With Steel or Poison: Machiavelli on Conspiracy

Daniel Schillinger and David Polansky, Interpretation, September 2018

 

Abstract: Machiavelli’s life, times, and writings converge on the topic of conspiracy. Yet Machiavelli’s treatment of this topic is both more expansive and more complex than scholars have recognized. Attending to Discourse III.6, among other central passages, we argue that the significance of conspiracy for Machiavelli’s political thought lies in its connection to founding. In his analyses of historical conspiracies, Machiavelli shows what founding requires in practice; at the same time, the ubiquitous occurrence of conspiracies across historical and political contexts reveals the contested and contingent status of political order. Ultimately, Machiavelli depicts and analyzes conspiracies because he aims not only to investigate but also to produce new beginnings. Toward this end, Machiavelli deploys a novel rhetoric that challenges the reader to adopt a conspiratorial outlook, if not to become a conspirator himself.

Aristotle, Equity, and Democracy

Daniel Schillinger, Polis, September 2018

 

Abstract: Aristotelian equity (epieikeia) has often been relegated to scholarly discussions of retributive justice. Recently, however, political theorists have recast equity as the virtue of a sympathetic democratic citizen. I build on this literature by offering a more precise explanation of equity’s internal structure and political significance. In particular, I reveal equity’s deliberative dimension. For Aristotle, equitable citizens, statesmen, and legislators correct or go beyond the law, as appropriate, not only when they render retrospective judgments about matters of punishment or distribution, but also when they deliberate about future-oriented questions of legislation or political action. In addition, I show, more concretely, the role of equity in democratic citizenship. Drawing upon the Aristotelian Constitution of the Athenians, I argue that the Athenian demos exemplified equity when it brought about the reconciliation and the amnesty of 403 BC. Attention to this episode clarifies the conceptual linkages between equity, deliberation, sympathy, and democracy.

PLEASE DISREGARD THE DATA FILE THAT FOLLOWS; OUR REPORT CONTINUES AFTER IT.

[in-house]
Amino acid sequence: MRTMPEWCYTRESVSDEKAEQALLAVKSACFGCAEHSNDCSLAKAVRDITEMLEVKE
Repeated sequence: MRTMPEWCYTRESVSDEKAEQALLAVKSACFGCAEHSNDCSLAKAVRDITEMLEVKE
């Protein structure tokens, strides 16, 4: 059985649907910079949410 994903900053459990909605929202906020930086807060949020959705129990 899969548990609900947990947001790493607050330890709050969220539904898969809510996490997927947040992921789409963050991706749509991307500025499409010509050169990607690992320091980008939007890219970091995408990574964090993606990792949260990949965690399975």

Luck and Character in Machiavelli's Political Thought

Daniel Schillinger, History of Political Thought, December 2016

 

Abstract: Is Machiavelli’s virtuoso responsible for his character? A number of scholarly authorities insist that Machiavelli ascribes to the man of ‘virtue’ the capacity to shape both his own nature and those of his fellows freely and at will. Putting this claim to the test, I show that even a virtuous character is, in Machiavelli’s own view, internally vulnerable to fortune. At the same time, Machiavelli argues that the experience of serious misfortune can, paradoxically, push the princely individual, and a republic led by such individuals, to develop virtue.

Occasional Pieces

Accountability after Insurrection: Classical Athens and the United States

Daniel Schillinger and David Polansky, The Washington Post, February 4, 2021

Expendable Bodies: Reading Sophocles' Philoctetes Now

Daniel Schillinger, Public Seminar, June 25, 2020

What Thucydides Can Teach Us: Ancient Reflections on a Time of Plague

Daniel Schillinger, Public Seminar, April 20, 2020

Book Chapters

"Every Form of Death": Thucydides on Death's Political Presence

Daniel Schillinger, in Political Philosophies of Aging, Death, and Dying, Routledge, forthcoming